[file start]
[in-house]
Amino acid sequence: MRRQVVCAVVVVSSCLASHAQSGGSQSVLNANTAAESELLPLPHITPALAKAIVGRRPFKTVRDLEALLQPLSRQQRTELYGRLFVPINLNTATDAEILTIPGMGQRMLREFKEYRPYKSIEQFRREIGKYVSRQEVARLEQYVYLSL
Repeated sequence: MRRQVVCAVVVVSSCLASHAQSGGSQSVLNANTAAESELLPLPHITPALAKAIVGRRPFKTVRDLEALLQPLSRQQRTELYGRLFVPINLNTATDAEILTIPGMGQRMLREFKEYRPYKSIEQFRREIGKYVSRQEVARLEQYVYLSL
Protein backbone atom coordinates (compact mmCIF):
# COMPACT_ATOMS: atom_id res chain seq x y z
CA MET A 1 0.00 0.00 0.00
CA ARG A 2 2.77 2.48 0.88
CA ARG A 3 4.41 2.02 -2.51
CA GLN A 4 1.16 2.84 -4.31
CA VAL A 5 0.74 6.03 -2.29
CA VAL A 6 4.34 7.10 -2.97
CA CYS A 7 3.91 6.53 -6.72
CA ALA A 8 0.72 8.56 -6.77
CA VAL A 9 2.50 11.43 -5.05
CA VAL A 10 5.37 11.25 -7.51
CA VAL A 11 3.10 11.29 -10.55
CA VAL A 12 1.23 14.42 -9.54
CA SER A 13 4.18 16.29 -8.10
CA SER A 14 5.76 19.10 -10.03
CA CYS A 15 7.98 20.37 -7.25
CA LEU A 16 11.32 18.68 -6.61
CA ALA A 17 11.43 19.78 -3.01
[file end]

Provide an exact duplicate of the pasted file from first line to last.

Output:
[in-house]
Amino acid sequence: MRRQVVCAVVVVSSCLASHAQSGGSQSVLNANTAAESELLPLPHITPALAKAIVGRRPFKTVRDLEALLQPLSRQQRTELYGRLFVPINLNTATDAEILTIPGMGQRMLREFKEYRPYKSIEQFRREIGKYVSRQEVARLEQYVYLSL
Repeated sequence: MRRQVVCAVVVVSSCLASHAQSGGSQSVLNANTAAESELLPLPHITPALAKAIVGRRPFKTVRDLEALLQPLSRQQRTELYGRLFVPINLNTATDAEILTIPGMGQRMLREFKEYRPYKSIEQFRREIGKYVSRQEVARLEQYVYLSL
Protein backbone atom coordinates (compact mmCIF):
# COMPACT_ATOMS: atom_id res chain seq x y z
CA MET A 1 0.00 0.00 0.00
CA ARG A 2 2.77 2.48 0.88
CA ARG A 3 4.41 2.02 -2.51
CA GLN A 4 1.16 2.84 -4.31
CA VAL A 5 0.74 6.03 -2.29
CA VAL A 6 4.34 7.10 -2.97
CA CYS A 7 3.91 6.53 -6.72
CA ALA A 8 0.72 8.56 -6.77
CA VAL A 9 2.50 11.43 -5.05
CA VAL A 10 5.37 11.25 -7.51
CA VAL A 11 3.10 11.29 -10.55
CA VAL A 12 1.23 14.42 -9.54
CA SER A 13 4.18 16.29 -8.10
CA SER A 14 5.76 19.10 -10.03
CA CYS A 15 7.98 20.37 -7.25
CA LEU A 16 11.32 18.68 -6.61
CA ALA A 17 11.43 19.78 -3.01